The Second and Ninth Circuits previously have held that a district court’s decision to remand a case that has been removed under the Securities Litigation Uniform Standards Act of 1998 (“SLUSA”) is not appealable. In a decision issued this week, the Seventh Circuit has disagreed.
SLUSA generally prohibits the bringing of a securities class action based on state law in state court. The defendants are permitted to remove the case to federal district court for a determination on whether the case is preempted by the statute. If so, the district court must dismiss the case; if not, the district court must remand the case back to state court.
A remand based on a district court’s decision that it does not have subject-matter jurisdiction over a case cannot be reviewed on appeal. In Kircher v. Putnam Funds Trust, 2004 WL 1470350 (7th Cir. June 29, 2004), however, the Seventh Circuit found that this general proposition is inapplicable to a case removed and remanded under SLUSA. The Supreme Court “has observed that a court lacks ‘subject-matter jurisdiction’ only when Congress has not authorized the federal judiciary to resolve the sort of issue presented by the case (or the Constitution forbids adjudication).” In contrast, SLUSA expressly authorized the district court to accept the removal of the Kircher case and “[o]nly after making the substantive decision that Congress authorized it to make [i.e., whether the case was preempted] did the district court remand.” This means that the district court had “no adjudicatory competence to do more,” the Seventh Circuit concluded, not that it lacked subject-matter jurisdiction. Accordingly, a SLUSA remand may be appealed.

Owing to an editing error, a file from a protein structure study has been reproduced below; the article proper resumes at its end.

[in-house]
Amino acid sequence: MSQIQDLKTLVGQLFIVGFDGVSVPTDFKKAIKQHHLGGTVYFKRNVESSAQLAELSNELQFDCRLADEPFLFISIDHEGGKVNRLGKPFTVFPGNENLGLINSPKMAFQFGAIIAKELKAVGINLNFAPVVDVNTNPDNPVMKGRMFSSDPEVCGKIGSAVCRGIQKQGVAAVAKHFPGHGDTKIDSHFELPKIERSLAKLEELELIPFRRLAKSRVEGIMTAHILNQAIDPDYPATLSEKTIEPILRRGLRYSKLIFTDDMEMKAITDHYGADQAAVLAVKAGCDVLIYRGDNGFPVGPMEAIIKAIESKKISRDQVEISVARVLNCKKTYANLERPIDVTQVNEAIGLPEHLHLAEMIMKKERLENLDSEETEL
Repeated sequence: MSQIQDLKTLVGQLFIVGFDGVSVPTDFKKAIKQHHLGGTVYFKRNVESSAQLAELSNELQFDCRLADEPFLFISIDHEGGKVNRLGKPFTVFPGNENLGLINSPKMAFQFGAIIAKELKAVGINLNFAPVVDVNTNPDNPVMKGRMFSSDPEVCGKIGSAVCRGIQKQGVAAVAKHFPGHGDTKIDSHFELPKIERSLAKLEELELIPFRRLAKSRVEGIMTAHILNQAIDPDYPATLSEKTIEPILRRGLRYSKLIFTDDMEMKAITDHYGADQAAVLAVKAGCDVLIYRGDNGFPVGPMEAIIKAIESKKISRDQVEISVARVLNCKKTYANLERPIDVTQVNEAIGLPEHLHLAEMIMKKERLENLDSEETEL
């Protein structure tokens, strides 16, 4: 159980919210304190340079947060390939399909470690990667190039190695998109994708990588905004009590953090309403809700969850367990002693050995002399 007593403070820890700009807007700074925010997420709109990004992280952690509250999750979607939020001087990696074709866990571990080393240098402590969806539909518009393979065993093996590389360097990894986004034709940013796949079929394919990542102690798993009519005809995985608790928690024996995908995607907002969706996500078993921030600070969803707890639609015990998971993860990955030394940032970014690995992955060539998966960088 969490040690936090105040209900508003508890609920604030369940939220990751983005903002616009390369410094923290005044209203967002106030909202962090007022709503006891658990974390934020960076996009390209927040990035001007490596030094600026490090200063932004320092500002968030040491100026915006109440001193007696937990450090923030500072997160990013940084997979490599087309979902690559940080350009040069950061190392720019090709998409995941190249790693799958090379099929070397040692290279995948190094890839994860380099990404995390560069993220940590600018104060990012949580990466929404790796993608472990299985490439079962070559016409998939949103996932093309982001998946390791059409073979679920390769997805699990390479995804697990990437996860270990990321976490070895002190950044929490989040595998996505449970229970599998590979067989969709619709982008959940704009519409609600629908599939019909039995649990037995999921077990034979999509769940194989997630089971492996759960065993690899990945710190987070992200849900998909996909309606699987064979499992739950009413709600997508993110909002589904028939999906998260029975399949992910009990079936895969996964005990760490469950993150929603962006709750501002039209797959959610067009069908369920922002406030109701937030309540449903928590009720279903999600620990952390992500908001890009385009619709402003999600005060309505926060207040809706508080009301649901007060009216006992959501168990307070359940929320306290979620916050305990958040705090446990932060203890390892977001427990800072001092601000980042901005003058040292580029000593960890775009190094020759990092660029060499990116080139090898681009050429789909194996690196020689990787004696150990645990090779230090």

Holding: Appeal will proceed to briefing and a decision on the merits.
Quote of note: “Both the second and ninth circuits were mesmerized by the word ‘jurisdiction’ and did not see the difference between a case that never should have been removed and a case properly removed and remanded only when the federal job is done.”
Quote of note II: “Appellate consideration of what amounts to a venue dispute slows things down to little good end, for the state court is competent to address the merits. SLUSA means, however, that one specific substantive decision in securities litigation must be made by the federal rather than the state judiciary. Appellate review of decisions under [SLUSA] will promote accurate and consistent implementation of that statute, at little cost in delay beyond what the authorized removal itself creates.”